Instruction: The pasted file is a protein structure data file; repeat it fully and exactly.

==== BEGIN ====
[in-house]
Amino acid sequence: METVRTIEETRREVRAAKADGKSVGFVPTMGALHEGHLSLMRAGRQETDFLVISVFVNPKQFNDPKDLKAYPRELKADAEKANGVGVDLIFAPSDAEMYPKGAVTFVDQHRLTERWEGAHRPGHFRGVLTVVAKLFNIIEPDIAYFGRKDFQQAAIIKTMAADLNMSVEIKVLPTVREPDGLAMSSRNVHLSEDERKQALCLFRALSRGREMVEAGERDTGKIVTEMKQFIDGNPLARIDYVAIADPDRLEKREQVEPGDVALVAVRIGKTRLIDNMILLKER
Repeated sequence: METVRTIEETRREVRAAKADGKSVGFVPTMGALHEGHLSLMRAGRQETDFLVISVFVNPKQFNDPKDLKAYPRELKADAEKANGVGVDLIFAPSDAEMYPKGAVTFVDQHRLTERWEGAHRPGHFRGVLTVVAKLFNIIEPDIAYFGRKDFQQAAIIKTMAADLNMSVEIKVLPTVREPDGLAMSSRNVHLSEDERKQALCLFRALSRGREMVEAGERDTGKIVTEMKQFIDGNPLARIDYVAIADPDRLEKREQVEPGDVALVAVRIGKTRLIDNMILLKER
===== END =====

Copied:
[in-house]
Amino acid sequence: METVRTIEETRREVRAAKADGKSVGFVPTMGALHEGHLSLMRAGRQETDFLVISVFVNPKQFNDPKDLKAYPRELKADAEKANGVGVDLIFAPSDAEMYPKGAVTFVDQHRLTERWEGAHRPGHFRGVLTVVAKLFNIIEPDIAYFGRKDFQQAAIIKTMAADLNMSVEIKVLPTVREPDGLAMSSRNVHLSEDERKQALCLFRALSRGREMVEAGERDTGKIVTEMKQFIDGNPLARIDYVAIADPDRLEKREQVEPGDVALVAVRIGKTRLIDNMILLKER
Repeated sequence: METVRTIEETRREVRAAKADGKSVGFVPTMGALHEGHLSLMRAGRQETDFLVISVFVNPKQFNDPKDLKAYPRELKADAEKANGVGVDLIFAPSDAEMYPKGAVTFVDQHRLTERWEGAHRPGHFRGVLTVVAKLFNIIEPDIAYFGRKDFQQAAIIKTMAADLNMSVEIKVLPTVREPDGLAMSSRNVHLSEDERKQALCLFRALSRGREMVEAGERDTGKIVTEMKQFIDGNPLARIDYVAIADPDRLEKREQVEPGDVALVAVRIGKTRLIDNMILLKER